Recommendations regarding fintech and consumer protection, derisking and stress testing remain unaddressed by the Federal Reserve, the congressional watchdog alleged in a letter to the agency’s chair last week, which also urged the Fed to start taking action.
In its letter from to Federal Reserve Board Chair Jerome Powell (dated April 20), the Government Accountability Office (GAO) said the Fed has seven priority recommendations outstanding from 10 identified last year; the letter acknowledges that the Fed addressed seven of the 10.
However, the GAO said the seven remaining priority items should be “given high priority.” The GAO also told the Fed in the letter that is was adding one more priority item to the central bank, related to stress testing, bringing the outstanding list of priority recommendations not addressed by the Fed to eight.
The GAO said the outstanding recommendations to be addressed revolved around three issues:
- Financial Technology (fintech) and Consumer Protection. “We recommended that the Federal Reserve engage in collaborative discussions with other relevant financial regulators and stakeholders to address” issues related to whether consumer using financial account aggregators would be reimbursed for losses arising from unauthorized activity. “Bank and credit union regulators and the Consumer Financial Protection Bureau (CFPB) have been holding such discussions, but these collaborations have yet to result in any coordinated public outcomes,” GAO wrote. “To implement our recommendation, the Federal Reserve needs to continue to actively participate in these ongoing efforts to help ensure they result in tangible outcomes.”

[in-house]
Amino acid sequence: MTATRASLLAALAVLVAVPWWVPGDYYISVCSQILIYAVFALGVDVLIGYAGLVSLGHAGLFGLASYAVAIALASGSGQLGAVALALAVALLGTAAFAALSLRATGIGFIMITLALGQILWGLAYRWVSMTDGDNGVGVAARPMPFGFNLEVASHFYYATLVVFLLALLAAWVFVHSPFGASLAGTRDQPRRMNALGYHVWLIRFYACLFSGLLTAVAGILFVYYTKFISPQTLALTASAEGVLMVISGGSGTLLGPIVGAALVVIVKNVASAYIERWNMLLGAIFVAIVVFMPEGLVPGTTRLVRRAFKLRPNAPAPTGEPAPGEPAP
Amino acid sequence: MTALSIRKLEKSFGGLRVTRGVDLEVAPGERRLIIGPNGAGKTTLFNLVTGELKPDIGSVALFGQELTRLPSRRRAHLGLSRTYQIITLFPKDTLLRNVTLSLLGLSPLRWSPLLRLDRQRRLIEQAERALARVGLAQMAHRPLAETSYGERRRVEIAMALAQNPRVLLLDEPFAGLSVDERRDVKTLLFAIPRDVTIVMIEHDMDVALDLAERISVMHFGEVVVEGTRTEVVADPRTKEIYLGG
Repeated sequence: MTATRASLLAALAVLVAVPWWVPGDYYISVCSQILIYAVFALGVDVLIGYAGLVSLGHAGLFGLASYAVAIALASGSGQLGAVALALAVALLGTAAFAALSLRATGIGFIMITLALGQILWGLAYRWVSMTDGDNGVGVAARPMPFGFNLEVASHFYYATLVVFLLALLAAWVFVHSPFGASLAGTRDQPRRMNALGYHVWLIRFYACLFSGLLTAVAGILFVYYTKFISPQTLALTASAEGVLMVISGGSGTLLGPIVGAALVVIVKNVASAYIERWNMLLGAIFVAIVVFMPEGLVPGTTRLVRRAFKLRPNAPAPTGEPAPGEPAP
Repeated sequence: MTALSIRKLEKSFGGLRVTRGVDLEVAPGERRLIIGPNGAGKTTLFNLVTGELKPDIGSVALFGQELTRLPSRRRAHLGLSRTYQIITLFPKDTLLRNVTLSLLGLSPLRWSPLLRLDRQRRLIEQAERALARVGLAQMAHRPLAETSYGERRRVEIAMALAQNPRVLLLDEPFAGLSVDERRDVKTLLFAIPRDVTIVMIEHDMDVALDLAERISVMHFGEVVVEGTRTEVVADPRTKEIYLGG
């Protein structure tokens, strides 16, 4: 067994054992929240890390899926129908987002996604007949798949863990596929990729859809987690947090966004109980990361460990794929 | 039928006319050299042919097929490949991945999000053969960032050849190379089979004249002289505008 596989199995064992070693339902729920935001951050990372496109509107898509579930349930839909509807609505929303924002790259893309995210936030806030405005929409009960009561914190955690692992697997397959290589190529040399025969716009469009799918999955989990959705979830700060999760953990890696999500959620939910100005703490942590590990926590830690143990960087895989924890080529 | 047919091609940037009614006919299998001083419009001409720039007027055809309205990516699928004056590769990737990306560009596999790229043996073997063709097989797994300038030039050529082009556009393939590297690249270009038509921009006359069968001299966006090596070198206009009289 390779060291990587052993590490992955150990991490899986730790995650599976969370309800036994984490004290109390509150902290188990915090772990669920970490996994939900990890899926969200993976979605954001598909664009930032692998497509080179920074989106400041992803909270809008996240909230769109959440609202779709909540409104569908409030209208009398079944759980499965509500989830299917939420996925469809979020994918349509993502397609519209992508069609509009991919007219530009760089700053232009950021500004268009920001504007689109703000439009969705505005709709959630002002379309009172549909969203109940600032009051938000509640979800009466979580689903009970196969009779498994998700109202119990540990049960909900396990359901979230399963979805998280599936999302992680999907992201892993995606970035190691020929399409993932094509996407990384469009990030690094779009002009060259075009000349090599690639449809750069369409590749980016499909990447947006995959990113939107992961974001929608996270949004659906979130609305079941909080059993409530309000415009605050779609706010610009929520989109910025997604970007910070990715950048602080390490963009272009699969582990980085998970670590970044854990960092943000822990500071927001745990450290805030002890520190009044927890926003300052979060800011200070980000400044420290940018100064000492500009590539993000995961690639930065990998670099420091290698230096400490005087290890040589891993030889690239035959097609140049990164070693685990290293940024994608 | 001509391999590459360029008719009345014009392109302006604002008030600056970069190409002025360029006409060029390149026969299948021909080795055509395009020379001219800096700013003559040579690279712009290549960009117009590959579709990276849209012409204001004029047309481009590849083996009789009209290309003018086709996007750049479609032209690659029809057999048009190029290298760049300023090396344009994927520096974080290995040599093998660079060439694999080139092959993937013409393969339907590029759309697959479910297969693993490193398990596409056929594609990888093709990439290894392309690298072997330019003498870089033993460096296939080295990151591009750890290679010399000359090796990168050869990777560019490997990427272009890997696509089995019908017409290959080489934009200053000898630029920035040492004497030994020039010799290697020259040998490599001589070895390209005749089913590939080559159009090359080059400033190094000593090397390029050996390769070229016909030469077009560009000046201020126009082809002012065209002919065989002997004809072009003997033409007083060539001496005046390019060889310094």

- Derisking: “We recommended that the Federal Reserve jointly conduct a retrospective review of BSA/AML regulations and their implementation for banks with the Federal Deposit Insurance Corporation (FDIC), Office of the Comptroller of the Currency (OCC), and the Financial Crimes Enforcement Network (FinCEN) and revise regulations or their implementation, as appropriate. This review should focus on how banks’ regulatory concerns may be influencing their willingness to provide services.” The GAO noted that Fed agreed with the recommendation and convened a working group in 2018 with FDIC, OCC, FinCEN, the National Credit Union Administration (NCUA), and the Office of Terrorism and Financial Intelligence that “has taken important steps toward improving the efficiency and effectiveness of BSA/AML supervision.” The working group, GAO noted, recently updated the examination manual for conducting BSA/AML examinations, which may influence banks to derisk. “However, to fully implement our recommendation, the working group needs to consider and evaluate the full range of other supervisory concerns, such as conducting a retrospective review of BSA/AML regulations focusing on how banks’ regulatory concerns may be influencing their willingness to provide services.
- Stress Testing of Banking Institutions: The GAO noted that as of last month, the Fed had initiated projects such as developing processes to communicate information regarding post-stress capital ratio estimates. “However, it has taken no additional actions to fully implement the recommendations, such as designing and implementing a process to communicate uncertainty surrounding the post-stress capital ratio estimates and articulating tolerance levels for key risks and the degree of uncertainty in projected estimates. Completing the implementation of our recommendations can help the Federal Reserve identify and manage the risks introduced into its models and account appropriately for uncertainty and sensitivity of model results.”